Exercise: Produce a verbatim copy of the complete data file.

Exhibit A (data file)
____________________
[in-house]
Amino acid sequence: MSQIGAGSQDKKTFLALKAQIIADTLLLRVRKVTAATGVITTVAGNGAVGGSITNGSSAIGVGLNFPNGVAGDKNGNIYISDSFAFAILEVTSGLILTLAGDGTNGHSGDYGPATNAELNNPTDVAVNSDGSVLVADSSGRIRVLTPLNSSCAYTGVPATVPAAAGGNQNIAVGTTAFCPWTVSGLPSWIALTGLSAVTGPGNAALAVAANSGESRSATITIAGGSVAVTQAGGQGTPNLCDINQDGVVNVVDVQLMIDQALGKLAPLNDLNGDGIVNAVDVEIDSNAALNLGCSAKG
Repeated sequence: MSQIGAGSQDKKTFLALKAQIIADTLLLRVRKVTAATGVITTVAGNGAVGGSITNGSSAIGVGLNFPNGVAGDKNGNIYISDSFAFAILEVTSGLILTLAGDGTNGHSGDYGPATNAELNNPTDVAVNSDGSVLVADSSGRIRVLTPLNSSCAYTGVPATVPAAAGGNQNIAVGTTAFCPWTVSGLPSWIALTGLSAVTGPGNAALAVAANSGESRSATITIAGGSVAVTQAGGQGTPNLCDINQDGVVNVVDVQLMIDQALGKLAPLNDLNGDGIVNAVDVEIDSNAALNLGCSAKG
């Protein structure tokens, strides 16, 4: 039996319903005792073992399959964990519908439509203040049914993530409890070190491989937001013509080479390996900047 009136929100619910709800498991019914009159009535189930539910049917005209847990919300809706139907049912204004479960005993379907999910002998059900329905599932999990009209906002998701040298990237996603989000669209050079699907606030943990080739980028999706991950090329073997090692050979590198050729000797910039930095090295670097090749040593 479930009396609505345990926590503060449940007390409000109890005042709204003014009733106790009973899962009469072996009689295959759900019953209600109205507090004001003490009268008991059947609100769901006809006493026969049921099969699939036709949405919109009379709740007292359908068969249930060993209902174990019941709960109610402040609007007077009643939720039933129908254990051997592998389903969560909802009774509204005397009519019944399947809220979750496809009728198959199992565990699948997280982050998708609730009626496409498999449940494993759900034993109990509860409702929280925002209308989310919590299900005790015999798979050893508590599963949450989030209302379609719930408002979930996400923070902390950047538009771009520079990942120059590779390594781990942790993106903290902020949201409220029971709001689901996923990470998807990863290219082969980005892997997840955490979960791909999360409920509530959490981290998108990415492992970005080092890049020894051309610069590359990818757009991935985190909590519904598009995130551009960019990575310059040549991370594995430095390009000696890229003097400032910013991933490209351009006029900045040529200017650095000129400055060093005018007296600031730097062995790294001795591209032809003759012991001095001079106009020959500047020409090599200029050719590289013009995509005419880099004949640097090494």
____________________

[in-house]
Amino acid sequence: MSQIGAGSQDKKTFLALKAQIIADTLLLRVRKVTAATGVITTVAGNGAVGGSITNGSSAIGVGLNFPNGVAGDKNGNIYISDSFAFAILEVTSGLILTLAGDGTNGHSGDYGPATNAELNNPTDVAVNSDGSVLVADSSGRIRVLTPLNSSCAYTGVPATVPAAAGGNQNIAVGTTAFCPWTVSGLPSWIALTGLSAVTGPGNAALAVAANSGESRSATITIAGGSVAVTQAGGQGTPNLCDINQDGVVNVVDVQLMIDQALGKLAPLNDLNGDGIVNAVDVEIDSNAALNLGCSAKG
Repeated sequence: MSQIGAGSQDKKTFLALKAQIIADTLLLRVRKVTAATGVITTVAGNGAVGGSITNGSSAIGVGLNFPNGVAGDKNGNIYISDSFAFAILEVTSGLILTLAGDGTNGHSGDYGPATNAELNNPTDVAVNSDGSVLVADSSGRIRVLTPLNSSCAYTGVPATVPAAAGGNQNIAVGTTAFCPWTVSGLPSWIALTGLSAVTGPGNAALAVAANSGESRSATITIAGGSVAVTQAGGQGTPNLCDINQDGVVNVVDVQLMIDQALGKLAPLNDLNGDGIVNAVDVEIDSNAALNLGCSAKG
């Protein structure tokens, strides 16, 4: 039996319903005792073992399959964990519908439509203040049914993530409890070190491989937001013509080479390996900047 009136929100619910709800498991019914009159009535189930539910049917005209847990919300809706139907049912204004479960005993379907999910002998059900329905599932999990009209906002998701040298990237996603989000669209050079699907606030943990080739980028999706991950090329073997090692050979590198050729000797910039930095090295670097090749040593 479930009396609505345990926590503060449940007390409000109890005042709204003014009733106790009973899962009469072996009689295959759900019953209600109205507090004001003490009268008991059947609100769901006809006493026969049921099969699939036709949405919109009379709740007292359908068969249930060993209902174990019941709960109610402040609007007077009643939720039933129908254990051997592998389903969560909802009774509204005397009519019944399947809220979750496809009728198959199992565990699948997280982050998708609730009626496409498999449940494993759900034993109990509860409702929280925002209308989310919590299900005790015999798979050893508590599963949450989030209302379609719930408002979930996400923070902390950047538009771009520079990942120059590779390594781990942790993106903290902020949201409220029971709001689901996923990470998807990863290219082969980005892997997840955490979960791909999360409920509530959490981290998108990415492992970005080092890049020894051309610069590359990818757009991935985190909590519904598009995130551009960019990575310059040549991370594995430095390009000696890229003097400032910013991933490209351009006029900045040529200017650095000129400055060093005018007296600031730097062995790294001795591209032809003759012991001095001079106009020959500047020409090599200029050719590289013009995509005419880099004949640097090494």